Sir, the mover of the Motion has ably highlighted the benefits of conserving and protecting heritage sites. It is undeniable that at both global and national levels, conserved and protected heritage sites provide tangible contributions to national incomes through tourism. Heritage tourism is a branch of tourism oriented towards the cultural heritage of the locations where the tourism occurs.

   Sir, the United States National Trust for Historic Preservation defines heritage tourism as:

“Travelling to experience the places, artifacts and activities that authentically represent the stories and people of the past. Heritage tourism can include cultural, historic and natural resources.”

Mr Speaker, I do not understand what the problem in Zambia is. If I am to use the definition of heritage tourism, which I have just alluded to, the problem squarely lies on political leadership. We have the places where people can travel to and experience the joy of seeing our natural wonders. We have skilled people creating artifacts, which explain our surroundings and cultures. We have stories of our forefathers, who have shaped the present day Zambia. We also have the natural resources which can give us income to develop heritage sites.

Sir, if we have all these things, it means we can also invest in heritage tourism and bring it to a level where the country can realise its full potential. However, what is currently obtaining, where heritage sites are left unprotected and vandalised at will cannot be allowed to continue. We have brought this Motion to the House so that by working with local communities, awareness and ownership could be created at local level. When local people begin to see the importance of heritage sites, all the vandalism that we see today, will be a thing of the past.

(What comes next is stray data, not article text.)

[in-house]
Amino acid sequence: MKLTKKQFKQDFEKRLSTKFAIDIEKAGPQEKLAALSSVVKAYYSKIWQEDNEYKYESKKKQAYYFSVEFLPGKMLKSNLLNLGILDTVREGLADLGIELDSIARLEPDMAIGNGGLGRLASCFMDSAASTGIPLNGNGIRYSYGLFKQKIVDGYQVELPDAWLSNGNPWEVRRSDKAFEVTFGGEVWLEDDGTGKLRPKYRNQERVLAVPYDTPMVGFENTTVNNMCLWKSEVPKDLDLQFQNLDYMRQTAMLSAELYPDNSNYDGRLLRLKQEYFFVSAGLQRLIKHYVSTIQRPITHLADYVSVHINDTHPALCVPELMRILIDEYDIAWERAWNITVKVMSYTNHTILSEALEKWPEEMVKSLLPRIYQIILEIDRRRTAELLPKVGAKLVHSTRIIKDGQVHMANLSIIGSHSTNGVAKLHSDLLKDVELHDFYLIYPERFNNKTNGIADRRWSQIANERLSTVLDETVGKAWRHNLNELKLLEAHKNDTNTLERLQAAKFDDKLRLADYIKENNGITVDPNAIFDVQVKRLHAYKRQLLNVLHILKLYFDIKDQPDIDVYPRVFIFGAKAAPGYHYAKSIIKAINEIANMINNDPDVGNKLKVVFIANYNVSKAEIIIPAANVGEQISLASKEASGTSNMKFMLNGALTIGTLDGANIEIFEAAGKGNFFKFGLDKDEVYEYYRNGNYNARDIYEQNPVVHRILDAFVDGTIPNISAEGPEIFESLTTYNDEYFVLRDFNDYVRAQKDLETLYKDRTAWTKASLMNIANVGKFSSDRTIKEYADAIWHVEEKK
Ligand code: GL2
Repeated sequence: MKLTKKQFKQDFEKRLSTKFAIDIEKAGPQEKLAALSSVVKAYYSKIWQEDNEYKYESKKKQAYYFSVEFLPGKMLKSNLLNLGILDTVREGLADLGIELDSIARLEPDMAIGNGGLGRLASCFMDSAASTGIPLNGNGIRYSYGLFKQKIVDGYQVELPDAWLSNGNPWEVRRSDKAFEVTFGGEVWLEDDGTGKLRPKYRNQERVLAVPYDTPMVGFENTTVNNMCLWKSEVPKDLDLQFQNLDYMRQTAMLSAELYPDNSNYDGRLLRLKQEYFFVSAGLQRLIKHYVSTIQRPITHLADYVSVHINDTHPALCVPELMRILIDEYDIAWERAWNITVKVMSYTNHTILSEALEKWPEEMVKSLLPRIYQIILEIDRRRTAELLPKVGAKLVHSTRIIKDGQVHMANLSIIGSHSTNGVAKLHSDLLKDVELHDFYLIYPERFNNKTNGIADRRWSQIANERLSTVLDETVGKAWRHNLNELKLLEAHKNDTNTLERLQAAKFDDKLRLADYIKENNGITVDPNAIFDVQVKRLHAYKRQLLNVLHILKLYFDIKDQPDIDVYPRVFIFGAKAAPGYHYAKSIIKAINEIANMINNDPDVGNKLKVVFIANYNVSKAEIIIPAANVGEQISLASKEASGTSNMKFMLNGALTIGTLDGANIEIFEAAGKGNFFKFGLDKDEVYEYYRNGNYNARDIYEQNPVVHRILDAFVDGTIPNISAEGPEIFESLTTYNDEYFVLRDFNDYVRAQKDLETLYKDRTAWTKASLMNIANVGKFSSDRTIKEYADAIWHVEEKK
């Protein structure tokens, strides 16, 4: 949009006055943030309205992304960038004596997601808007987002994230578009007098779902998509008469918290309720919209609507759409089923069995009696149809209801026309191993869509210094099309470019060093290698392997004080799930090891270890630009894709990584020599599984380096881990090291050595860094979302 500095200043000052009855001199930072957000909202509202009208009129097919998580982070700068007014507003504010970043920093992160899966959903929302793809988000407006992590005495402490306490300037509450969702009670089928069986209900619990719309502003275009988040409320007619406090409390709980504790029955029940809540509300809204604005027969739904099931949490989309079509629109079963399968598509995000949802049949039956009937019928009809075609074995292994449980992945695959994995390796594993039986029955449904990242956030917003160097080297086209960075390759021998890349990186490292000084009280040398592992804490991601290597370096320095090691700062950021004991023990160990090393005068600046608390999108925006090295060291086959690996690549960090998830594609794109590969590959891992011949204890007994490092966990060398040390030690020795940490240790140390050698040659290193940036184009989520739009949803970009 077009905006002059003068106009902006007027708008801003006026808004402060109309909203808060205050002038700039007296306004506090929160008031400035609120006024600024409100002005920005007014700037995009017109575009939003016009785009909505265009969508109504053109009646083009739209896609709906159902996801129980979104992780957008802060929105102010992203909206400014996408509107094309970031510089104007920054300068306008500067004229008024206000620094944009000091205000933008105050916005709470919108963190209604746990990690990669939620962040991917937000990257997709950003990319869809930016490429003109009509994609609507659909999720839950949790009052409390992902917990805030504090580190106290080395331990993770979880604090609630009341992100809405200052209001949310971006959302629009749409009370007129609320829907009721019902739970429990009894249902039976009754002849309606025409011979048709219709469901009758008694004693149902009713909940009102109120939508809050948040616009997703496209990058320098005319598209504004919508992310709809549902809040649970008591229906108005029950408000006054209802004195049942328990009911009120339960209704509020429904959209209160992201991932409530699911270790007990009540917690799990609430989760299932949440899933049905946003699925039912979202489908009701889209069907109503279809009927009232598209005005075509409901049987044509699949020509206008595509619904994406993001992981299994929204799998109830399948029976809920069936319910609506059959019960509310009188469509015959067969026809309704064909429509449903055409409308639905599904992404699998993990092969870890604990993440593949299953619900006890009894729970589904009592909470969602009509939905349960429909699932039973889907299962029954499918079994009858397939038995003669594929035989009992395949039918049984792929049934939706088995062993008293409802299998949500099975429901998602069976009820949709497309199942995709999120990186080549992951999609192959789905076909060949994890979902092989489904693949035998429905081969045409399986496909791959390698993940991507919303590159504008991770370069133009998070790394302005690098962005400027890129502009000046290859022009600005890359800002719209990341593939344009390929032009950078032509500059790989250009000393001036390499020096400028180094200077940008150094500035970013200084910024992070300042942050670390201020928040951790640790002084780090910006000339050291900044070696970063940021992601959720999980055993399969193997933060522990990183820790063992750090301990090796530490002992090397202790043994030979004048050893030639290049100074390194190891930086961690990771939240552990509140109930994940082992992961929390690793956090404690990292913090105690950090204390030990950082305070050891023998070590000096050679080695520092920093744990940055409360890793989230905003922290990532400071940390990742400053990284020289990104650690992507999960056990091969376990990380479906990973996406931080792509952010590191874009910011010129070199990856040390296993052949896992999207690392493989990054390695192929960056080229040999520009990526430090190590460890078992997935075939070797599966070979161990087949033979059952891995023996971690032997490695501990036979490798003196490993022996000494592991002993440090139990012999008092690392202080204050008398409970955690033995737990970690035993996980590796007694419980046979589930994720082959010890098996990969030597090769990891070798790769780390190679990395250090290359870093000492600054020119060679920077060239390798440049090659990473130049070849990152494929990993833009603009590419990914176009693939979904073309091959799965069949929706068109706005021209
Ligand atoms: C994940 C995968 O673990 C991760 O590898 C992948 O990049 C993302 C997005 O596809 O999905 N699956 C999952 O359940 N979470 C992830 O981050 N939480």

Mr Speaker, heritage sites are recognised as important aspects of explaining people’s way of life. They are seen as a way of transmitting information from the past to the present, and to the future. Heritage sites are also an exhibition of the natural wonders of the world, that is, natural gifts from God our creator. Both at global and national levels, the importance of heritage sites to mankind cannot be disputed. There is enough evidence to show that globally, heritage sites have political significance and recognition.